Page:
The Big Cigar

by Christos Zabounis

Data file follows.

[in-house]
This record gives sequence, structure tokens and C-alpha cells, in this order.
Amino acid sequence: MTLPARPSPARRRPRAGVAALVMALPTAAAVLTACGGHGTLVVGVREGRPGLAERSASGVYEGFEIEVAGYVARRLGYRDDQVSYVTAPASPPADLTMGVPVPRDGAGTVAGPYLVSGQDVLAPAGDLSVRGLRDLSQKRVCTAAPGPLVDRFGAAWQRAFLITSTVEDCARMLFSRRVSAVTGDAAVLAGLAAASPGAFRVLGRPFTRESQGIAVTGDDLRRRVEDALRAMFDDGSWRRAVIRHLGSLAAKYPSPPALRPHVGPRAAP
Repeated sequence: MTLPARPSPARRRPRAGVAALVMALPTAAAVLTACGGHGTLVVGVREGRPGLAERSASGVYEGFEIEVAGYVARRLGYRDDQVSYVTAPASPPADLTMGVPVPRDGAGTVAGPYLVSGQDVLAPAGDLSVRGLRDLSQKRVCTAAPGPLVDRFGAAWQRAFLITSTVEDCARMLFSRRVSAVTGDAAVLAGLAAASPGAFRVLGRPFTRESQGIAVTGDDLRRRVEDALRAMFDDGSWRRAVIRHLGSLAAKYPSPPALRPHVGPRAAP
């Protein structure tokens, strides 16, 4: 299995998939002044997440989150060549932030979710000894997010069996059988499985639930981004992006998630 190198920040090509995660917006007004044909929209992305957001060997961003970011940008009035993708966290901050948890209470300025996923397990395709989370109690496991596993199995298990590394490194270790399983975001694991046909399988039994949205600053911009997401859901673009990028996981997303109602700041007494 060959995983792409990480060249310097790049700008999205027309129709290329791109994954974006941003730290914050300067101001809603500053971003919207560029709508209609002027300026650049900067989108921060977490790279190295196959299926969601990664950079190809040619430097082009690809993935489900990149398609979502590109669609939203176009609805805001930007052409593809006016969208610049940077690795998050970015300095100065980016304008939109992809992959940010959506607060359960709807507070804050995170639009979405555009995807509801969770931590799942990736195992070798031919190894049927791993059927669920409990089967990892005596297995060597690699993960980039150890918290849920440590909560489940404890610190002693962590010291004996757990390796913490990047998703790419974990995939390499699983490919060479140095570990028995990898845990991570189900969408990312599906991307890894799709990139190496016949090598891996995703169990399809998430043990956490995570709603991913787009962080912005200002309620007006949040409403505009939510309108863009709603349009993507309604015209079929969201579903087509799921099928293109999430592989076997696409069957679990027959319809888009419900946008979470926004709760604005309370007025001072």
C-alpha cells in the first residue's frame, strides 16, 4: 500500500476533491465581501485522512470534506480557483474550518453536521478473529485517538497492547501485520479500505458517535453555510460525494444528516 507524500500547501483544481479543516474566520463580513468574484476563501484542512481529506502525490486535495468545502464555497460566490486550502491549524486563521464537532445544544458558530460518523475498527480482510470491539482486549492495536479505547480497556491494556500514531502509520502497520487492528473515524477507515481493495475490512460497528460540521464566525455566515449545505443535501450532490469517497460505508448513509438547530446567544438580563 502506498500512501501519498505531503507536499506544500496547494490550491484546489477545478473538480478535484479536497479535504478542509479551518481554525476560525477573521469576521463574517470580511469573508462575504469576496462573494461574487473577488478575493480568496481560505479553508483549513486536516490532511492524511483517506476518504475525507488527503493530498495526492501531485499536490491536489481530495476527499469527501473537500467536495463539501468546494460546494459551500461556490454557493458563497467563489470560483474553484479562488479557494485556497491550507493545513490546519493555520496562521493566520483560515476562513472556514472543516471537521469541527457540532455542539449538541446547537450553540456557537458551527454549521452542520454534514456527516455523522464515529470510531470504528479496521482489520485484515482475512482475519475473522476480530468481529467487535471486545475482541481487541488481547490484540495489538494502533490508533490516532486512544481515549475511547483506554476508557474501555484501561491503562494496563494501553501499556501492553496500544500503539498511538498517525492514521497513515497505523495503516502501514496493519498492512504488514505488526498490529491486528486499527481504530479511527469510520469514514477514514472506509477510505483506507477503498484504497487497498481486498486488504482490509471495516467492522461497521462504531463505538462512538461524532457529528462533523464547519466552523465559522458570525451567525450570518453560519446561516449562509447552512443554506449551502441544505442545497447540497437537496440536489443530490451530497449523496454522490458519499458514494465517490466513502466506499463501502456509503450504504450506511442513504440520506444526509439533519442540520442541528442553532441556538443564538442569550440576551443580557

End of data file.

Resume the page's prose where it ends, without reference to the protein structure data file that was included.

To a cigar smoker the title of Apple Tv’s new TV series is at least tantalizing, in the… tantalizing sense. But watching it, one will be partially disappointed, because the only connection to the luscious cigars of Havana is a code to escape the leader of the Black Panthers, Huey P. Newton, to Cuba. The case is based on real events, and its adaptation to the TV screen was based on an article written in 2012 in “Playboy” magazine. It took an entire decade for its production to be approved by the leading streaming platform, and the reason is simple. The theme is a bit of a no-no. How to show the action of a revolutionary organization that directly threatened the order and security of the United States, combined with the catastrophic failure of the F.B.I. arrest one of its founders? The answer is also simple: Hollywood. As incredible as it may seem, the creator of “Easy Rider” and son of the president of Columbia Pictures, Bert Schneider, alongwith his partner, undertake the escape of the wanted man. For four weeks they will use every means, cars, ships, planes, to save their new friend. Their coverage is brilliant. The filming of a movie called “The Big Cigar”. For six episodes, we will follow the protagonists in a chase that meets Hollywood standards, but leaves us with a taste of unsatisfiedness and several unanswered questions. There are indeed good white people who care about their fellow oppressed people, but why do they help them? Out of guilt? Out of altruism? Or, even worse, to do their job? In this particular case, movies?